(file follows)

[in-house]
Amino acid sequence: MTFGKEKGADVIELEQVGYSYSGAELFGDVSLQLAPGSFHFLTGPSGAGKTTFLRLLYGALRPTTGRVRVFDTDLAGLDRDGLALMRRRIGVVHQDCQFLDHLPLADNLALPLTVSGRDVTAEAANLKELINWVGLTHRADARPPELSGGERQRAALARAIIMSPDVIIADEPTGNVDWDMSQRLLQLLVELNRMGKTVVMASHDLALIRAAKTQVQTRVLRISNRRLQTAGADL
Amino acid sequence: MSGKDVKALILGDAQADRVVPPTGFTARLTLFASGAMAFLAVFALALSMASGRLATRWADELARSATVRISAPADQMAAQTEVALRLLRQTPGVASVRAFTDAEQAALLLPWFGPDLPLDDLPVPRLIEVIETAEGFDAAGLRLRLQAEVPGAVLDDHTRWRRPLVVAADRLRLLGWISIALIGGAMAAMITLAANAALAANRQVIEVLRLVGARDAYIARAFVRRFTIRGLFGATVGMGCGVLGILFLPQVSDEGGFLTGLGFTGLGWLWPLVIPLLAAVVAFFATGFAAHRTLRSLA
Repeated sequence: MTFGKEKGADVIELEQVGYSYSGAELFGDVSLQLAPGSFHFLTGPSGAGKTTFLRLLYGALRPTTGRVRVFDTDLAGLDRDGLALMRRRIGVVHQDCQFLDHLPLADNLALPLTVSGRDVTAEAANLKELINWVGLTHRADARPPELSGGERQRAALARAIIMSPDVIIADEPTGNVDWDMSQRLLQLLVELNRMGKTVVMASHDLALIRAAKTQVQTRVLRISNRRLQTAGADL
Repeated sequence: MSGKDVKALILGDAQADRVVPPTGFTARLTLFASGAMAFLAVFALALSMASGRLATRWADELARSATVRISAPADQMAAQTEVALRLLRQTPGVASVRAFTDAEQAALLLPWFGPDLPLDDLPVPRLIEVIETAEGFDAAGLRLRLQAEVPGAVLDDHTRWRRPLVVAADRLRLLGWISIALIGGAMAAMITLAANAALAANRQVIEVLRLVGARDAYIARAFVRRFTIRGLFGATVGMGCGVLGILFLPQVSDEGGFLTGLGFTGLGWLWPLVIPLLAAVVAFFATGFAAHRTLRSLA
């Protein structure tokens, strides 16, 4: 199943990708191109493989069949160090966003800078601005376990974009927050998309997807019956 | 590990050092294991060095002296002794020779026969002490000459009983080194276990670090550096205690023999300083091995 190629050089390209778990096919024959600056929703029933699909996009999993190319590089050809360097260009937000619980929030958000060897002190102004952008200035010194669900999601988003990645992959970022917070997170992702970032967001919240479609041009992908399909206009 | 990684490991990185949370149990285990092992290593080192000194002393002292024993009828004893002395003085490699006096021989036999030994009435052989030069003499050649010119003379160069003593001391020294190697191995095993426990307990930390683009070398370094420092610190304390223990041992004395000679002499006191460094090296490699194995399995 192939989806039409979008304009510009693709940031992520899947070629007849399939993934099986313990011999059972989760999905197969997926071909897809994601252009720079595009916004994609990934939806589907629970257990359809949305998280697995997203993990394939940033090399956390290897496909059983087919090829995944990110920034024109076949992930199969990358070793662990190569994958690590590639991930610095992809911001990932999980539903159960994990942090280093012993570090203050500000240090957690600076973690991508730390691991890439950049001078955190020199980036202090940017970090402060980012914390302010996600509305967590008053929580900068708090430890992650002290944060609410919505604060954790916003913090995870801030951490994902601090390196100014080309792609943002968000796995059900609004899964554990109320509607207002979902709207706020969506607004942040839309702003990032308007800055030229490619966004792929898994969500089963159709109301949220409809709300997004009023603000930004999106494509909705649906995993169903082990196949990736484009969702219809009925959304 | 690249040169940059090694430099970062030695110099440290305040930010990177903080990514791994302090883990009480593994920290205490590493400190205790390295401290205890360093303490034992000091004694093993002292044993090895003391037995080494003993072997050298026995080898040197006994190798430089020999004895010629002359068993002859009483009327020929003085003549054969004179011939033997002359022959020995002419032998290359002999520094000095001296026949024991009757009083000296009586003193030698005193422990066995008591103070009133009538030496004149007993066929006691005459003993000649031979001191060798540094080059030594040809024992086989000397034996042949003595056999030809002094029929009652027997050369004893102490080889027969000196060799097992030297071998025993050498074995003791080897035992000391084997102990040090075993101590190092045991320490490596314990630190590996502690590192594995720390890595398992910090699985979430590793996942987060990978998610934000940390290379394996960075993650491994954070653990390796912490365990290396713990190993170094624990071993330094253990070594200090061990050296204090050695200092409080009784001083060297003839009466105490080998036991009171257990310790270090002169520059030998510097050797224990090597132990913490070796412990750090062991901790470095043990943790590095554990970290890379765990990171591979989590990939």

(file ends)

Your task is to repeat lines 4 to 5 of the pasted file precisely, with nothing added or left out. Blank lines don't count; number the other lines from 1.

Repeated sequence: MTFGKEKGADVIELEQVGYSYSGAELFGDVSLQLAPGSFHFLTGPSGAGKTTFLRLLYGALRPTTGRVRVFDTDLAGLDRDGLALMRRRIGVVHQDCQFLDHLPLADNLALPLTVSGRDVTAEAANLKELINWVGLTHRADARPPELSGGERQRAALARAIIMSPDVIIADEPTGNVDWDMSQRLLQLLVELNRMGKTVVMASHDLALIRAAKTQVQTRVLRISNRRLQTAGADL
Repeated sequence: MSGKDVKALILGDAQADRVVPPTGFTARLTLFASGAMAFLAVFALALSMASGRLATRWADELARSATVRISAPADQMAAQTEVALRLLRQTPGVASVRAFTDAEQAALLLPWFGPDLPLDDLPVPRLIEVIETAEGFDAAGLRLRLQAEVPGAVLDDHTRWRRPLVVAADRLRLLGWISIALIGGAMAAMITLAANAALAANRQVIEVLRLVGARDAYIARAFVRRFTIRGLFGATVGMGCGVLGILFLPQVSDEGGFLTGLGFTGLGWLWPLVIPLLAAVVAFFATGFAAHRTLRSLA